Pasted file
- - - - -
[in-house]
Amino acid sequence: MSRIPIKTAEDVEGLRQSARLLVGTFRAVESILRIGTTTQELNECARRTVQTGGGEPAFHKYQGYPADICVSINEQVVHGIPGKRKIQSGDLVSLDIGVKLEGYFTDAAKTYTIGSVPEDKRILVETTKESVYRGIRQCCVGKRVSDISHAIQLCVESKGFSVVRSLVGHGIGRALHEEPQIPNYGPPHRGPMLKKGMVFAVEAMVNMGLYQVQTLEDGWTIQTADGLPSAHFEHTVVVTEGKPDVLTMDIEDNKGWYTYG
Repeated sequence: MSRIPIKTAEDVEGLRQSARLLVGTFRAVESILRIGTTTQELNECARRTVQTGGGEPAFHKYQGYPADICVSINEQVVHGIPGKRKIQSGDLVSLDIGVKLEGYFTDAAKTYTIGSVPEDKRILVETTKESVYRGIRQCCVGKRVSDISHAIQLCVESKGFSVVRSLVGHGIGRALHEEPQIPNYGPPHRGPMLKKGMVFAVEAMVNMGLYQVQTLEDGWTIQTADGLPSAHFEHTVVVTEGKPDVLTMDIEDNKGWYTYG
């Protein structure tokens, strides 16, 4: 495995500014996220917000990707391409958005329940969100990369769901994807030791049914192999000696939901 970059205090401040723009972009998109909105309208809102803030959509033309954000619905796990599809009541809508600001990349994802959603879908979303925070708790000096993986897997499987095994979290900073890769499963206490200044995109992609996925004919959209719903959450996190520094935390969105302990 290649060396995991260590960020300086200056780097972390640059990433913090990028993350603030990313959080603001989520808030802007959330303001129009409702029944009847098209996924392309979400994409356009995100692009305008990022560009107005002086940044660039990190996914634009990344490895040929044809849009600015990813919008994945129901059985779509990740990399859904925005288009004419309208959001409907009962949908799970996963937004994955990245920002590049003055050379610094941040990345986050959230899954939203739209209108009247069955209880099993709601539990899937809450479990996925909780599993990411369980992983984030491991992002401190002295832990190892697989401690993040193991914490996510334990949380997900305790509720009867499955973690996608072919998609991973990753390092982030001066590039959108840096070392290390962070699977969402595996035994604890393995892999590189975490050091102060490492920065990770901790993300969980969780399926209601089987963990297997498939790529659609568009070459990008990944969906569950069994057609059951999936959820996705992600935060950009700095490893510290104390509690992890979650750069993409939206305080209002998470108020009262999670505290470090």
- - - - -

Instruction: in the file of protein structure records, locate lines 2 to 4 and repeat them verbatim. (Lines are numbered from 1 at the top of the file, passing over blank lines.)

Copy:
Amino acid sequence: MSRIPIKTAEDVEGLRQSARLLVGTFRAVESILRIGTTTQELNECARRTVQTGGGEPAFHKYQGYPADICVSINEQVVHGIPGKRKIQSGDLVSLDIGVKLEGYFTDAAKTYTIGSVPEDKRILVETTKESVYRGIRQCCVGKRVSDISHAIQLCVESKGFSVVRSLVGHGIGRALHEEPQIPNYGPPHRGPMLKKGMVFAVEAMVNMGLYQVQTLEDGWTIQTADGLPSAHFEHTVVVTEGKPDVLTMDIEDNKGWYTYG
Repeated sequence: MSRIPIKTAEDVEGLRQSARLLVGTFRAVESILRIGTTTQELNECARRTVQTGGGEPAFHKYQGYPADICVSINEQVVHGIPGKRKIQSGDLVSLDIGVKLEGYFTDAAKTYTIGSVPEDKRILVETTKESVYRGIRQCCVGKRVSDISHAIQLCVESKGFSVVRSLVGHGIGRALHEEPQIPNYGPPHRGPMLKKGMVFAVEAMVNMGLYQVQTLEDGWTIQTADGLPSAHFEHTVVVTEGKPDVLTMDIEDNKGWYTYG
């Protein structure tokens, strides 16, 4: 495995500014996220917000990707391409958005329940969100990369769901994807030791049914192999000696939901 970059205090401040723009972009998109909105309208809102803030959509033309954000619905796990599809009541809508600001990349994802959603879908979303925070708790000096993986897997499987095994979290900073890769499963206490200044995109992609996925004919959209719903959450996190520094935390969105302990 290649060396995991260590960020300086200056780097972390640059990433913090990028993350603030990313959080603001989520808030802007959330303001129009409702029944009847098209996924392309979400994409356009995100692009305008990022560009107005002086940044660039990190996914634009990344490895040929044809849009600015990813919008994945129901059985779509990740990399859904925005288009004419309208959001409907009962949908799970996963937004994955990245920002590049003055050379610094941040990345986050959230899954939203739209209108009247069955209880099993709601539990899937809450479990996925909780599993990411369980992983984030491991992002401190002295832990190892697989401690993040193991914490996510334990949380997900305790509720009867499955973690996608072919998609991973990753390092982030001066590039959108840096070392290390962070699977969402595996035994604890393995892999590189975490050091102060490492920065990770901790993300969980969780399926209601089987963990297997498939790529659609568009070459990008990944969906569950069994057609059951999936959820996705992600935060950009700095490893510290104390509690992890979650750069993409939206305080209002998470108020009262999670505290470090």